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Renting property in the UK; 7 things you should know


It is possible but unlikely that upon arrival in the UK as an International Medical Graduate (IMG) you are able to move into a property that you own straight away. Chances are, you are going to need to rent. These are seven things I have learnt, and think you should know about renting property in the UK.

Thinking about renting?
  1. Hospital accommodation may be cheaper but is not always value for money. Check for accommodation online at sites like Rightmove and Zoopla. You could be living a lot more comfortably with just a little more. For example the hospital accommodation in the first place I lived was a 3 bedroom old creaky house. All bills included, it cost about 1065GBP. I moved to a spacious, modern furnished two bedroom flat. Total cost of rent and bills was about 900GBP. An added bonus was it was close to the city centre. So, explore your options.
  2. The process of completing reference checks and agreeing on move in dates can vary in length and can be difficult to predict. For example, a previous landlord may be away on holiday and the delay in responding to the reference check may add a few days to the process. Plan your notice period at your current location to accommodate for unforeseeable delays at no additional cost. Try as you might, you cannot always win. I had planned to the best of my ability and then there was a storm. We were snowed in. I ended up paying rent at the old place and the new place as well as covering the bills at the new place from the date my tenancy commenced. You cannot always win.
  3. Consider hiring a cleaner before you move in. Most places are nice and clean when you move in, however some just look clean. Hiring a cleaner means, you can unpack straight away without having to clean grease out of cupboards or worry about unclogging drainages. The amount of time I have spent cleaning out greasy kitchen cupboards just doesn’t bear thinking about. This one is definitely a note to self.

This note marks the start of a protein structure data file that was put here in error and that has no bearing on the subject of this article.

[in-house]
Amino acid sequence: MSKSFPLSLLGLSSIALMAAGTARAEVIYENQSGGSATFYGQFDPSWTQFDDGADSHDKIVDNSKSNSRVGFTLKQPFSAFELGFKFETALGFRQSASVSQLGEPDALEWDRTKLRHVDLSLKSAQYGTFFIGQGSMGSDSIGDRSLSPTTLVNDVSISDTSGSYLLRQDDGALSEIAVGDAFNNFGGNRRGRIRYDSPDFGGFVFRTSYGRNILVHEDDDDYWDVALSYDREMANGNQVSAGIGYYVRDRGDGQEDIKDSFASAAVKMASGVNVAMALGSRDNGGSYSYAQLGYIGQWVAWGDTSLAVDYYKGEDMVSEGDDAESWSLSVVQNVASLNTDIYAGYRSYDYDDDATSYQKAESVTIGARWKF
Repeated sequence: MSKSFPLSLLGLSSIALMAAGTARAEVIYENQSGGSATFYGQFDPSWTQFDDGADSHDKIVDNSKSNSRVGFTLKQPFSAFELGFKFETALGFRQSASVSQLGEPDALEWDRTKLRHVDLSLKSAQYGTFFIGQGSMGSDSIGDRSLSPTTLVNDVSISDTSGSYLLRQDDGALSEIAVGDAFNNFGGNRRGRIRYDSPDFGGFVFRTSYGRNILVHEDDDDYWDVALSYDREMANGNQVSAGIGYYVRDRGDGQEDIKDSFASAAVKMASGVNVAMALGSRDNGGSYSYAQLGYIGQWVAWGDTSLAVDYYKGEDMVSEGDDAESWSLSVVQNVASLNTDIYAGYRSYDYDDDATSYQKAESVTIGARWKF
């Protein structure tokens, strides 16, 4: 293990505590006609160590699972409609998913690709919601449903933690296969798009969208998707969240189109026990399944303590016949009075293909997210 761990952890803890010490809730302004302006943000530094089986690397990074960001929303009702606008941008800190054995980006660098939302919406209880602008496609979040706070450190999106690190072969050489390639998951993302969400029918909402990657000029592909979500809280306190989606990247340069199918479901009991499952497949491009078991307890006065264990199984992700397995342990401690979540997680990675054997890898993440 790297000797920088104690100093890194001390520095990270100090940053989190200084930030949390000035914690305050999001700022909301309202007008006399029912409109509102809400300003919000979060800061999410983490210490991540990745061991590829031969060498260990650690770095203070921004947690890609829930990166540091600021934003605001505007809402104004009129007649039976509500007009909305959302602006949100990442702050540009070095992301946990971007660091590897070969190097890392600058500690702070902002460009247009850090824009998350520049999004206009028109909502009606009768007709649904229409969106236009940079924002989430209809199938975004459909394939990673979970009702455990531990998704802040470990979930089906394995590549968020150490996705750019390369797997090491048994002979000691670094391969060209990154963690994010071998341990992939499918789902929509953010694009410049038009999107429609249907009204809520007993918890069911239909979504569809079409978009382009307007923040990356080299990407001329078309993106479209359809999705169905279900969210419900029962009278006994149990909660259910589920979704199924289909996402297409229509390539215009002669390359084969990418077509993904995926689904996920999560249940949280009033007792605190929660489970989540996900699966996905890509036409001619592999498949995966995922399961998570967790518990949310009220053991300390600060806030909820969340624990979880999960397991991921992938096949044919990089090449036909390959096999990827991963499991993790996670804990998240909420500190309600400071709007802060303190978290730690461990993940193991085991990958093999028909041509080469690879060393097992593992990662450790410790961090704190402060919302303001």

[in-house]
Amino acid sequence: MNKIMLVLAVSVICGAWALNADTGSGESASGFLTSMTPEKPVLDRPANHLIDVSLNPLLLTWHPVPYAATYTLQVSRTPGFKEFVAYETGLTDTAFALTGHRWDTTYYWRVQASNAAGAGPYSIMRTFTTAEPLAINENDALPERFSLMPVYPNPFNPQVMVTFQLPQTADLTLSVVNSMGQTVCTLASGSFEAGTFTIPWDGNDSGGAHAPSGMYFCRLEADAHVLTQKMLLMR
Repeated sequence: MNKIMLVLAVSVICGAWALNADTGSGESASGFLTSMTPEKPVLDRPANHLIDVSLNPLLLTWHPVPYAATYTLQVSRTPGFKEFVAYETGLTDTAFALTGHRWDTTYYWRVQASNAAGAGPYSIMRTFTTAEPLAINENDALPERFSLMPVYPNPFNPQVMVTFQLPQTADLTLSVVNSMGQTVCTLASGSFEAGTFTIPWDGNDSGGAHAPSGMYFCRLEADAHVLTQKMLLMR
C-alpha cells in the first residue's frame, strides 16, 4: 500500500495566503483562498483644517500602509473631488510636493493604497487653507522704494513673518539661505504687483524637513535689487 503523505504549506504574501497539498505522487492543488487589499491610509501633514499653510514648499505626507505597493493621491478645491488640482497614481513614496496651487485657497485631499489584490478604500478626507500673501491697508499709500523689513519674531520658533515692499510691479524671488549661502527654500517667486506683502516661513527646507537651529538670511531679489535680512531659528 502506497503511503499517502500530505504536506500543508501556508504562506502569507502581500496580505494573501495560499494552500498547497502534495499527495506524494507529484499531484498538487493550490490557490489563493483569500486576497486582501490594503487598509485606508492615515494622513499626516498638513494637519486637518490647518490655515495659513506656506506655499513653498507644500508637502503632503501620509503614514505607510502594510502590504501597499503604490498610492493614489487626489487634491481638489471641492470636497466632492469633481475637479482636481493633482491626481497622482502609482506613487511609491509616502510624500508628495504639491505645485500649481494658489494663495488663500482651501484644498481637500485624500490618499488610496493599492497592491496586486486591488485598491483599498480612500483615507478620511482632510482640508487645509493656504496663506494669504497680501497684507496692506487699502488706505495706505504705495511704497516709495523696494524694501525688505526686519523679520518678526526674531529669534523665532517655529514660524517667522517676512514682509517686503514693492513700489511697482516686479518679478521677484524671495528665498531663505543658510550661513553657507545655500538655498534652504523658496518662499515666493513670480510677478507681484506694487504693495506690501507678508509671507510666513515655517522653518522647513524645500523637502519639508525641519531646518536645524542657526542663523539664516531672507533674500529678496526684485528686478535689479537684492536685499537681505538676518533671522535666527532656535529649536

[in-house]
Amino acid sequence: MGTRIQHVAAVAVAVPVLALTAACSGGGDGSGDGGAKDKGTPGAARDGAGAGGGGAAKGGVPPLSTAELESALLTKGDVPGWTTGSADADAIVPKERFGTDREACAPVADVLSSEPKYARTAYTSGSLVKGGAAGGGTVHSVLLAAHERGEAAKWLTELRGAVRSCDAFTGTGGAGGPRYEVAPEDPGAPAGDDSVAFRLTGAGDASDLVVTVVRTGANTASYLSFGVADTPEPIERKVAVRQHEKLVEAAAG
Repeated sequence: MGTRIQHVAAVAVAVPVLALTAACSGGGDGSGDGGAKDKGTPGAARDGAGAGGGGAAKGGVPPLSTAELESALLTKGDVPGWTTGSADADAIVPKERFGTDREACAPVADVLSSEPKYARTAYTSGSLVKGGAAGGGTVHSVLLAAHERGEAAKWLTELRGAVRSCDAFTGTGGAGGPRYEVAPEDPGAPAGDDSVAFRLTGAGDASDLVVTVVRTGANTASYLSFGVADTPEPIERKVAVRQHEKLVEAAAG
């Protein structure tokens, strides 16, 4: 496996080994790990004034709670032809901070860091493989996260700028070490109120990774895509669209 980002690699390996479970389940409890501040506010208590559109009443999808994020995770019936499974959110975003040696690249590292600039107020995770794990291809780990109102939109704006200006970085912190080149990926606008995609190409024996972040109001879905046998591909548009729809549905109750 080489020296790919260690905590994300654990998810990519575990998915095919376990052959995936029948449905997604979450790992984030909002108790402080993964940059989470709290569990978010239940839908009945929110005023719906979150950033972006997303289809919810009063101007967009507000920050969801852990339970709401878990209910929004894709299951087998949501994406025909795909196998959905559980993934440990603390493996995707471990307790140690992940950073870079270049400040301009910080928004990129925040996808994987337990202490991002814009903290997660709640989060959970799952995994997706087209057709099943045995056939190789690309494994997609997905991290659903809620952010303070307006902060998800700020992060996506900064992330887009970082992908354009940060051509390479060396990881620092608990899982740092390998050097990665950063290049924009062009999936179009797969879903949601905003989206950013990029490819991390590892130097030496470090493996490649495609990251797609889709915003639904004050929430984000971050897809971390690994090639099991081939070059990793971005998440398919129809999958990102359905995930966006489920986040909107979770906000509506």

4. During your time in the property, promptly report any faults that develop. If you have a good landlord and good agents, it will get fixed quickly at no cost to yourself.
  5. Treat the property like it is yours. This has two benefits. The first is that it gets you into the habit of being careful. This will serve you when you do buy your own property. The second, is it reduces the likelihood of losing a significant part of your deposit when you move out. This has worked really well for me. Any parts of my deposits lost, have been lost to cleaning (see next tip).
  6. When you are moving out, use the cleaning agents recommended by your landlord. Chances are the price will seem steep and you will be able to get a cheaper option. I digress and tell you my experience. First time I moved, I used the cleaner recommended by the landlady. No issues, my deposit was fully refunded. The second time, I used the cleaner that was previously recommended. He must be good right, since I got my deposit back. Wrong. I had to pay a second time for cleaning because he did a terrible job. Third time I moved; agents recommended a cleaner. I found one that saved me £75. In the end, it cost me more money because the agents didn’t think I had done a good job and got another cleaner in. Moral lesson, just go with their cleaner and avoid problems.
  7. What to do if things go wrong. When you move in, you will be given a lot of documents. One of them will be a Tenancy Deposit Scheme pamphlet or pdf document. It gives you guidelines on what to do if your landlord attempts to withhold your deposit unfairly. Due to the fact things like this can happen, be sure to document all communication between you and agents. Typically, it will be via emails so do not delete them. In the event that your communication is via a phone call, follow it up with an email detailing what you discussed. Do not give in to bullying tactics which are sometimes employed. You have rights and make it clear you know what they are. .

I hope this helps. I would like to hear what some of your experiences have been with renting in the UK. Please share in the comments section or email me if you have questions

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Renting property in the UK; 7 things you should know

It is possible but unlikely that upon arrival in the UK as an International Medical Graduate (IMG) you are able to move into a property that you own straight away. Chances are, you are going to need to rent. These are seven things I have learnt, and think you should know about renting property in

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